Dedicated trial to support Aboriginal and Torres Strait Islander women escaping violence

The Morrison Government is establishing a place-based trial of the Escaping Violence Payment in Cairns, Queensland, to provide specialised support for Aboriginal and Torres Strait Islander victim-survivors to establish a life free of violence.

Minster for Women’s Safety Anne Ruston announced the Government was investing $6 million in the trial that would be delivered by an Aboriginal and Torres Strait Islander-led organisation to ensure a culturally safe and sensitive service.

The place-based trial will align with the national Escaping Violence Payment trial which is being delivered by the Uniting Care Network and offers victim-survivors up to $5,000 of financial support to establish a home free from violence, with up to $1,500 in cash or equivalents with the remainder available for goods, services and other supports.

“The rates of violence against Aboriginal and Torres Strait Islander women and children are absolutely unacceptable and the specific issues that Indigenous women face must be at the forefront of all of our thinking if we want to see real and lasting change,” Minister Ruston said.

“We recognise Aboriginal and Torres Strait Islander women are often less likely to reach out for support because of mistrust of mainstream services following negative experiences reporting violence including misidentification of victims as perpetrators, incarceration and child removal.

“Currently about 24 per cent of clients who have been supported through the national Escaping Violence Payment clients identify as Aboriginal or Torres Strait Islander and this place-based trial will build on these high levels of engagement and offer more targeted support.

“We know that we must listen to Aboriginal and Torres Strait Islander voices to develop strength-based, community-led and family-focused solutions to be successful in eliminating all forms of violence and abuse against Aboriginal and Torres Strait Islander women and children across Australia.”

Aboriginal and Torres Strait Islander Advisory Council interim chair Sandra Creamer said the initiative to establish a dedicated Aboriginal and Torres Strait Islander place-based trial for the Escaping Violence Payment in Cairns was a major step forward in addressing domestic and family violence in regional areas for Aboriginal and Torres Strait Islander women.

“The Aboriginal and Torres Strait Islander Advisory Council have worked together with Minister Ruston to identify the importance of the many issues our women are experiencing when escaping domestic and family violence,” she said.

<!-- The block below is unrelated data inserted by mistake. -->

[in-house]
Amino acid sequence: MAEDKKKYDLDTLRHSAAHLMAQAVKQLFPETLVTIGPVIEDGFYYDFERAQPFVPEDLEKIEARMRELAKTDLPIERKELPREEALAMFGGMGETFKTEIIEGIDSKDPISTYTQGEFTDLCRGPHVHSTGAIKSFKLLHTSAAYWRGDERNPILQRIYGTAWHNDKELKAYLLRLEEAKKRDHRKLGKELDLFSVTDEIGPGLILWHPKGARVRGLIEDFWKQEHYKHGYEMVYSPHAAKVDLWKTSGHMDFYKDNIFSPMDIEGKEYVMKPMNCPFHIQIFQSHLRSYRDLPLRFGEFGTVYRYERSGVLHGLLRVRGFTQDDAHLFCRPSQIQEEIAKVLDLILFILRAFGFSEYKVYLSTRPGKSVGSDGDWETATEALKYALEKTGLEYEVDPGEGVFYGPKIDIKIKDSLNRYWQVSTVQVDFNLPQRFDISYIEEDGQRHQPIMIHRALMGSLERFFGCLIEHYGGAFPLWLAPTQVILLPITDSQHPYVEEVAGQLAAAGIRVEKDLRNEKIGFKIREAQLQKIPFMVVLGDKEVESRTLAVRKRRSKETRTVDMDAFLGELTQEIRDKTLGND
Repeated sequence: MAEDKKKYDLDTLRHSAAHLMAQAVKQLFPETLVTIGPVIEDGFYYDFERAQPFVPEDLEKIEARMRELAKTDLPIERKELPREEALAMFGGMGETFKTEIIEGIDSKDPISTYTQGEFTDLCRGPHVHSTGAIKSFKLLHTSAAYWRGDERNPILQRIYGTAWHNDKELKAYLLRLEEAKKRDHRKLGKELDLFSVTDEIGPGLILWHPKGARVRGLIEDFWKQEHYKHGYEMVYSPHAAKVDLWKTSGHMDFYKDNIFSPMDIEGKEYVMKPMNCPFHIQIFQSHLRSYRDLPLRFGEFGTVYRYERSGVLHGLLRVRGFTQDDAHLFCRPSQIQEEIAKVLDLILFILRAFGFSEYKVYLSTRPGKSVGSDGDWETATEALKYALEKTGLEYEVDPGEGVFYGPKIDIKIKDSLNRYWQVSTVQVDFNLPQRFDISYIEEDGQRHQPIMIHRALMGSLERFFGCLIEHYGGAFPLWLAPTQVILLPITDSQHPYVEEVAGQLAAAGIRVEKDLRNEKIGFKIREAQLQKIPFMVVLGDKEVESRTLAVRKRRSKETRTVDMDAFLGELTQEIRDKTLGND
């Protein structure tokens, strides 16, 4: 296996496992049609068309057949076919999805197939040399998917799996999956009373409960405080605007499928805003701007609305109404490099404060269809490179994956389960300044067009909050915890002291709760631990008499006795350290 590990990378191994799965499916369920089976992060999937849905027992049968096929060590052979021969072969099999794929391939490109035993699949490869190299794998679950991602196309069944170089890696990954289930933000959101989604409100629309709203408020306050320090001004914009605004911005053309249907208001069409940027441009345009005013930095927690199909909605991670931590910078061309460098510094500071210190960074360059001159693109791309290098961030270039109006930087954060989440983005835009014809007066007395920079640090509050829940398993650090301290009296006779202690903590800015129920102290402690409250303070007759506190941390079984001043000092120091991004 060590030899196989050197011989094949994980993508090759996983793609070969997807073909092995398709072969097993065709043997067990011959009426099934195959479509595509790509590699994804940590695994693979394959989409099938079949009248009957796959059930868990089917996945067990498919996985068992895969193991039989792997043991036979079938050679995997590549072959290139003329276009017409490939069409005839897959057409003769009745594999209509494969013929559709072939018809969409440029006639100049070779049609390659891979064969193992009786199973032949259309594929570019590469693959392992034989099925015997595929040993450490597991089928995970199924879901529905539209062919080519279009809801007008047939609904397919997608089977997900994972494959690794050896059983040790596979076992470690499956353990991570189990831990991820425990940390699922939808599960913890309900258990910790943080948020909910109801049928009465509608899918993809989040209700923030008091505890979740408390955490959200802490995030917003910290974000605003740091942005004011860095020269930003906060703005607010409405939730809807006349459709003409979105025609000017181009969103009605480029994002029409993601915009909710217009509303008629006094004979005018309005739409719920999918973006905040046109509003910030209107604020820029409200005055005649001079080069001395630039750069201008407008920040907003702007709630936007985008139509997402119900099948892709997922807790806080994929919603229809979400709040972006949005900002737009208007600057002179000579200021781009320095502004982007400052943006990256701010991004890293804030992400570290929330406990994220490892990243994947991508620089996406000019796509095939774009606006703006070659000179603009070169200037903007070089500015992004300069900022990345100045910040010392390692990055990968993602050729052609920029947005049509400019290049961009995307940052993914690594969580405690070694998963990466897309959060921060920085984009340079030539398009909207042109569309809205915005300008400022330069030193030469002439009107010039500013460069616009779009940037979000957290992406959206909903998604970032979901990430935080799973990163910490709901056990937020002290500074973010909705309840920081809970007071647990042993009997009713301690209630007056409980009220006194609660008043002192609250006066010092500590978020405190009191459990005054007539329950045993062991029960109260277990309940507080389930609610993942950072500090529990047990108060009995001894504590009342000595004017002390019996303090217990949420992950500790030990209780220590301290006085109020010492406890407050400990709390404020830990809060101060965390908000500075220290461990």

“This funding will help address financial issues to support and empower the women to create a safe supportive environment for themselves and their children.”

Federal Member for Leichhardt Warren Entsch said he was pleased that Cairns has been selected as the trial site as it would ensure that Aboriginal and Torres Strait Islander victim-survivors in the region had access to culturally-appropriate support to get back on their feet.

“We know that financial hardship as well as economic abuse, which may involve interfering with work or controlling or withholding money, reduces a victim-survivor’s ability to access money impacting on their ability to leave a violent relationship,” Mr Entsch said.

“The Escaping Violence Payment is already providing victim-survivors more security when making that brave decision to leave any form of intimate partner violence and this trial will ensure the program can help even more, particularly those living in remote communities.”

The process for selecting an Aboriginal and Torres Strait Islander-led service provider will commence after engaging Indigenous service providers in Cairns.

The trial forms part of the Morrison Government’s commitment to Closing the Gap Target 13 that by 2031, the rate of all forms of family violence and abuse against Aboriginal and Torres Strait Islander women and children is reduced at least by 50 per cent as progress towards zero.

Development of a dedicated Aboriginal and Torres Strait Islander Action Plan, which will underpin the next National Plan to End Violence Against Women and Children, is being led by the Aboriginal and Torres Strait Islander Advisory Council and will be the primary mechanism to deliver Target 13.

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